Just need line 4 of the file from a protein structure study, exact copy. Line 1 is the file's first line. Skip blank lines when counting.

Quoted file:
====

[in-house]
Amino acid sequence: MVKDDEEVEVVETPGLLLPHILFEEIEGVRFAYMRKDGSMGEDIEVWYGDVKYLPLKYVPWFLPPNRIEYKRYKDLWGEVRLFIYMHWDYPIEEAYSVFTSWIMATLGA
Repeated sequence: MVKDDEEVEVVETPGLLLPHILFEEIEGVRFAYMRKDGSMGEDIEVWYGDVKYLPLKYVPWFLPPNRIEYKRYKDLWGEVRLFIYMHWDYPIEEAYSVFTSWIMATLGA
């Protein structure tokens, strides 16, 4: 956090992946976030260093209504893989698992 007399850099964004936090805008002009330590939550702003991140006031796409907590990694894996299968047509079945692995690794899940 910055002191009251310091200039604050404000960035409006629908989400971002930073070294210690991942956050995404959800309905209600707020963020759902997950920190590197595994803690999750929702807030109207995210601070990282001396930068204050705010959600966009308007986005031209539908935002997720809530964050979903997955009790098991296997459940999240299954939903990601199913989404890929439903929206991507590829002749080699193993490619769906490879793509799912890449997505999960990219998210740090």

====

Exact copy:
């Protein structure tokens, strides 16, 4: 956090992946976030260093209504893989698992 007399850099964004936090805008002009330590939550702003991140006031796409907590990694894996299968047509079945692995690794899940 910055002191009251310091200039604050404000960035409006629908989400971002930073070294210690991942956050995404959800309905209600707020963020759902997950920190590197595994803690999750929702807030109207995210601070990282001396930068204050705010959600966009308007986005031209539908935002997720809530964050979903997955009790098991296997459940999240299954939903990601199913989404890929439903929206991507590829002749080699193993490619769906490879793509799912890449997505999960990219998210740090």